It’s understandable that so many complain about drivers these days. With each passing year, driving the highways and streets of our cities has become more hazardous. It takes a lot of patience and prayer just to drive to the grocery store if you are someone who obeys traffic laws.
For decades now advertisements, movies, and video games have pushed the power and speed of the automobile, and the ‘power’ that comes with getting to the front of the pack in your powerful machine and outrunning and outgunning everyone else.
You can see the persuasiveness of these ads, movies, and games on any highway or city street, even as car companies, advertisers, Hollywood directors and celebrities, and video game creators and developers deny their influence.
For many drivers, the legal speed limit is only a suggestion. For many, a yellow light means speed up and a red light means stop only if necessary. Many either ignore stop signs or roll through them all together.
Some speed through turns and cut corners, crossing into the other driver’s lane. If you get in their way, you will at least get an angry look or perhaps a rude gesture. Many have no idea that there is a correct and legal side of the street on which to park in neighborhoods, or that even more fundamentally, that sidewalks are for pedestrians and not for parking your car.
Tucked away in the comfortable womb of their cars as they drive to the beat of their music, drivers feel invincible. They are kings and queens of their mobile fiefdoms. And you, the other driver, are little more than a serf to be pushed out of the way.
Consider it a sign of the times. Consider it a consequence of a culture of narcissism. Whatever you call it, the behavior of many drivers today goes beyond a failure to follow basic laws and proper etiquette.
I would call it a sign of widespread lack of morals, or a basic concern for others. It’s a consequence of the refusal to live by the commandments and the Beatitudes, a refusal of the grace of the Holy Spirit.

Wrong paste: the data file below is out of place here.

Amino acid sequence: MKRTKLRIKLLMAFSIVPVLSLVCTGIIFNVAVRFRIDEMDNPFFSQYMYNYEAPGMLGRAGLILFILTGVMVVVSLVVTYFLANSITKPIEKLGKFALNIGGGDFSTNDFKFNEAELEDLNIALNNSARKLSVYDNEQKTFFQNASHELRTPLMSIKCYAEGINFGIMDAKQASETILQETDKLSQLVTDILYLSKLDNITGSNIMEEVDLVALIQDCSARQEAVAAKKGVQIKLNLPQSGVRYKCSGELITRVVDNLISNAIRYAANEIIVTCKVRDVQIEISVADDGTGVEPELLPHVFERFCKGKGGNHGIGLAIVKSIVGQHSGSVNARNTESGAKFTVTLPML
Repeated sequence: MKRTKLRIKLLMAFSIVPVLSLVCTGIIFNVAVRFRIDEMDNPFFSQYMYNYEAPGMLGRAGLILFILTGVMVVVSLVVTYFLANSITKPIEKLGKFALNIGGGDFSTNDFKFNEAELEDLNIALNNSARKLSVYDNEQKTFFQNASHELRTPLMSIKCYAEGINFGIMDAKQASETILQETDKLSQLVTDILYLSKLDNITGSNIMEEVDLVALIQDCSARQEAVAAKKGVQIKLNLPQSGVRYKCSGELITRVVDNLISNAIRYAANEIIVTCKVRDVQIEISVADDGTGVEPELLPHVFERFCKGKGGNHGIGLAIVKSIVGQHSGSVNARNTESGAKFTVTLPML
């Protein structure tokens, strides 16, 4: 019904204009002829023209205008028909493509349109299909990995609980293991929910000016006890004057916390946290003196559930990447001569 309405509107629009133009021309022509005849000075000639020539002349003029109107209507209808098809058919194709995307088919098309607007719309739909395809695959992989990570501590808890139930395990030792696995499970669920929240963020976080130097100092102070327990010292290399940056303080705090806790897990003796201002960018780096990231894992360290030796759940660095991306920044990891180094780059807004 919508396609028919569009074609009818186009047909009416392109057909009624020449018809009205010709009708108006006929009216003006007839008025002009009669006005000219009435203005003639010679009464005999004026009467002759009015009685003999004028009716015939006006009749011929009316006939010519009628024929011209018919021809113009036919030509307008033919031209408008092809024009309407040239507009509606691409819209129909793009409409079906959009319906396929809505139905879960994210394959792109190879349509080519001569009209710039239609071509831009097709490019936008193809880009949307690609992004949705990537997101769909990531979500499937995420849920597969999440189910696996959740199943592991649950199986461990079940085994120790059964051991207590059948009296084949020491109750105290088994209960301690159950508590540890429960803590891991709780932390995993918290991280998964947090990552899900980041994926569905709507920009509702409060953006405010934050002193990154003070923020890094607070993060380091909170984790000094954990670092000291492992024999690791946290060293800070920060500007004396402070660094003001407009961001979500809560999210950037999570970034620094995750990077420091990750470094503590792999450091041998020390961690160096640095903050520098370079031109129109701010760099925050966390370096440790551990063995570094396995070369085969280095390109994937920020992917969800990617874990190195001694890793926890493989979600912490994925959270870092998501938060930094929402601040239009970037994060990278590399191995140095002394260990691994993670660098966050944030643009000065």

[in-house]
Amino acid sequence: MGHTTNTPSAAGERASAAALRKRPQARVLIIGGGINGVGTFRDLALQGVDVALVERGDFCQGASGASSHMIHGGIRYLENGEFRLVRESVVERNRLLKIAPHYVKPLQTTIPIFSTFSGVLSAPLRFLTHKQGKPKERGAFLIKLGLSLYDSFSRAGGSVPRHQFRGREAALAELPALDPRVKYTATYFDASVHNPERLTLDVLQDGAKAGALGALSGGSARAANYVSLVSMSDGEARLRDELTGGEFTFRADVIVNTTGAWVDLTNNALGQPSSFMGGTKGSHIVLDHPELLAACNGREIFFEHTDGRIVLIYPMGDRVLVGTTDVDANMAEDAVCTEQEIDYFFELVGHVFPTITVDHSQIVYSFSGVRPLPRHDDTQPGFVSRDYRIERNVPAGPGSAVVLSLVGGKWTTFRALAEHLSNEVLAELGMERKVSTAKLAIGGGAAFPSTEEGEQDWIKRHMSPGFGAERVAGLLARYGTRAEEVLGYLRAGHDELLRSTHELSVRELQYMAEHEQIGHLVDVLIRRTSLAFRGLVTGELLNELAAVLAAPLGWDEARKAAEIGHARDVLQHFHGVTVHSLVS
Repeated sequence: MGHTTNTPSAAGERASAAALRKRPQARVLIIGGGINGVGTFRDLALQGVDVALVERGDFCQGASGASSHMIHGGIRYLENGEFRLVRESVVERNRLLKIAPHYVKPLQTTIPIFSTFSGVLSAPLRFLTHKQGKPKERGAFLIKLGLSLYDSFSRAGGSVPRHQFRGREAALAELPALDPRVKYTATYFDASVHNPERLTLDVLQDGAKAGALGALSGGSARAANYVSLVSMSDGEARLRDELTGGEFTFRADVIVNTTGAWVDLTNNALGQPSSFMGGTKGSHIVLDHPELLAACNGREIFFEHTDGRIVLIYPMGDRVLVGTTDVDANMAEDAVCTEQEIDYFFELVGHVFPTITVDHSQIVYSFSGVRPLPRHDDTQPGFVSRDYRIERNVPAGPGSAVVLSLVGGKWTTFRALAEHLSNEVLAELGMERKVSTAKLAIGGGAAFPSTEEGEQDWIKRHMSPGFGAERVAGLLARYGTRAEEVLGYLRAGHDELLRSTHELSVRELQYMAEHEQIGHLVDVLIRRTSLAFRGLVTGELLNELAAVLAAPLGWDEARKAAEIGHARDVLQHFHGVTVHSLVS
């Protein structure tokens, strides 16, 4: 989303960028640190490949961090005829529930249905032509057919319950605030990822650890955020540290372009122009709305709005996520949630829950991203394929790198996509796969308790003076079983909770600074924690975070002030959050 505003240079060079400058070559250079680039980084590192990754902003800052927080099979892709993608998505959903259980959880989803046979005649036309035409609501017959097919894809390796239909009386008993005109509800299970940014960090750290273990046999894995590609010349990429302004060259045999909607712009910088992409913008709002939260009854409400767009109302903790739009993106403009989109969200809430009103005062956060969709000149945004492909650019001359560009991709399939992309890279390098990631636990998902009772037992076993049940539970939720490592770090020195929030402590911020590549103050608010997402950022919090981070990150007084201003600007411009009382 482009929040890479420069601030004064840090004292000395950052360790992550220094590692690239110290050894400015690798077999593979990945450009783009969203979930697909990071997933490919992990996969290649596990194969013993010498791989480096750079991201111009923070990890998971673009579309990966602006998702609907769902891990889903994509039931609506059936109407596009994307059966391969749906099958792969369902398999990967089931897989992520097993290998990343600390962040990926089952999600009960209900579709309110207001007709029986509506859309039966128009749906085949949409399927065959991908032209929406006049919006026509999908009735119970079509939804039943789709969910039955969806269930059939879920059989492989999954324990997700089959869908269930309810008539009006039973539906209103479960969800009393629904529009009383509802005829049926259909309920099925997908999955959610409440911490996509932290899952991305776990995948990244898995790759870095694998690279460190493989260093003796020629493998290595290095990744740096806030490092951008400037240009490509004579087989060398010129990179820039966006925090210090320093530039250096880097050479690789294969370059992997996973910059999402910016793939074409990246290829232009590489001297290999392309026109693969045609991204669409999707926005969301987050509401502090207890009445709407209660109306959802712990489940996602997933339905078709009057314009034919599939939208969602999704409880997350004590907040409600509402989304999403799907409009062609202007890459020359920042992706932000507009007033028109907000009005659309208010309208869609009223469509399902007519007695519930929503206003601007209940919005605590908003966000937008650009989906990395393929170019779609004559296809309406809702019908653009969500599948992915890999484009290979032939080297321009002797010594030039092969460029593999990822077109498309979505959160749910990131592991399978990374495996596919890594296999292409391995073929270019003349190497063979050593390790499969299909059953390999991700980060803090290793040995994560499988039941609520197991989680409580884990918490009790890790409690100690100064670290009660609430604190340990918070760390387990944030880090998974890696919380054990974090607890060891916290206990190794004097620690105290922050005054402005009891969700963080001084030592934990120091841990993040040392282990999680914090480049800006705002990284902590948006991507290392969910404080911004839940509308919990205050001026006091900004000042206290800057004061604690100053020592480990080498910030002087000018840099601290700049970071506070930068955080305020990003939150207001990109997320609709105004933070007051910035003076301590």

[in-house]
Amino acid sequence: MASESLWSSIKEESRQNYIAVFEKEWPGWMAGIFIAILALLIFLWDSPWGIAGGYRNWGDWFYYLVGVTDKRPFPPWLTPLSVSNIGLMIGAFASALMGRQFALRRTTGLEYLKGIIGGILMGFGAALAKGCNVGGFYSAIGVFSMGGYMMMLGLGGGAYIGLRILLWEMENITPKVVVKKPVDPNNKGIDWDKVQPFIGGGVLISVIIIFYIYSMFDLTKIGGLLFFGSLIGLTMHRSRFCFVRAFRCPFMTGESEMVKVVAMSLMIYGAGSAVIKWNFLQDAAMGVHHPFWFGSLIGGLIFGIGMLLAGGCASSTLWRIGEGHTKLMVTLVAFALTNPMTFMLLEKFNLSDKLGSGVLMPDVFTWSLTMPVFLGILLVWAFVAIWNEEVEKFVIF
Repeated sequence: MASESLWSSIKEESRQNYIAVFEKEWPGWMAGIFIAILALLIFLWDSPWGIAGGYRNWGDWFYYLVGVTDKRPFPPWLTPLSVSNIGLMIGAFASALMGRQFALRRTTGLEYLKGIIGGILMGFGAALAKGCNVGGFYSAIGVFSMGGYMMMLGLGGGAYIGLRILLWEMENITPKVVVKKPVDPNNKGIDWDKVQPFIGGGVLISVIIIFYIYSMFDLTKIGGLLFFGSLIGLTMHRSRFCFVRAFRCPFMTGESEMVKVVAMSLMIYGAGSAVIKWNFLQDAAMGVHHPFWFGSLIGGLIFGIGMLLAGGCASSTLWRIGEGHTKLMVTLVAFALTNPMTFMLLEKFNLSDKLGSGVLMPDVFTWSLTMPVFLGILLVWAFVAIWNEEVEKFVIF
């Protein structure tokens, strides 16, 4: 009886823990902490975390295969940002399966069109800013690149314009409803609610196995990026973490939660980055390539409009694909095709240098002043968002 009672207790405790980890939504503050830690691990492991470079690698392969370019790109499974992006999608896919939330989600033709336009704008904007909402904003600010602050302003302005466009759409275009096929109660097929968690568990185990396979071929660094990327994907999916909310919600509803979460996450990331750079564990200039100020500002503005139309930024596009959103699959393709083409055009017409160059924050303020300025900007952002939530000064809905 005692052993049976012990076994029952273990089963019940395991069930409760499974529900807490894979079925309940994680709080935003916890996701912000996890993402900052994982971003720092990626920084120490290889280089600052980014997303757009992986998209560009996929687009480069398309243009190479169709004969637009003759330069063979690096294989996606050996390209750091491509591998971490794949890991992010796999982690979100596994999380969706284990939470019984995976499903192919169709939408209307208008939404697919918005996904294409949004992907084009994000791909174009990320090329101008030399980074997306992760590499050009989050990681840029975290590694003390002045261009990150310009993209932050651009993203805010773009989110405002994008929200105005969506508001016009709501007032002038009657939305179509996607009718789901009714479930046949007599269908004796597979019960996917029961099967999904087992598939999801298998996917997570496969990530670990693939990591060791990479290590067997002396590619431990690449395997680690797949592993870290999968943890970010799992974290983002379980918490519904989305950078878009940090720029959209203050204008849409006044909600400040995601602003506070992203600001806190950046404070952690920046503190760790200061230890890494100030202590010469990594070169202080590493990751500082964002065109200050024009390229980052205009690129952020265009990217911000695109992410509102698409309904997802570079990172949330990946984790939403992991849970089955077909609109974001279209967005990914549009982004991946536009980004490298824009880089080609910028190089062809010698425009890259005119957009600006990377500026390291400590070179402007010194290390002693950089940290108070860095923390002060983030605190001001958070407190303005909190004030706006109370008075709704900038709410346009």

No driver is perfect. As in life, all drivers are sinners. Even those who seek to follow the law can lapse through inattentiveness or selfishness. Complaining about other drivers can be a log in our own eyes. It also can lead to the sin of anger.
Driving today almost invariably is a near occasion for sin. The anger you witness on our streets is often the result of some selfish driver who is annoyed that you got in his way. There are times, though, when the calm of good drivers is shattered by bad behavior and they belch out an angry word, blare their horns, or loudly remind others of the law.
Often, the best approach to driving is to find the least traveled road (which is more and more difficult these days), and as you drive to play classical music or chanting monks and to pray short, powerful prayers, such as “Lord, have mercy,” “God protect us and have mercy on us,” or “Lord Jesus, Christ, Son of God, have mercy on me, a sinner.”
Praying the Our Father and the Hail Mary as you drive, again and again, also can change your outlook and prevent your losing or help you regain your interior peace.
While chaos rages all around you as you drive, obey the traffic laws, drive defensively, and forget about complaining about other drivers. Keep the peace of the Lord in your heart and turn to the Lord for protection. And make sure you forgive and pray for those other drivers when you notice their failings.
And when you fail to be as good a driver as you expect others to be, as you will, recognize your own sin and confess it.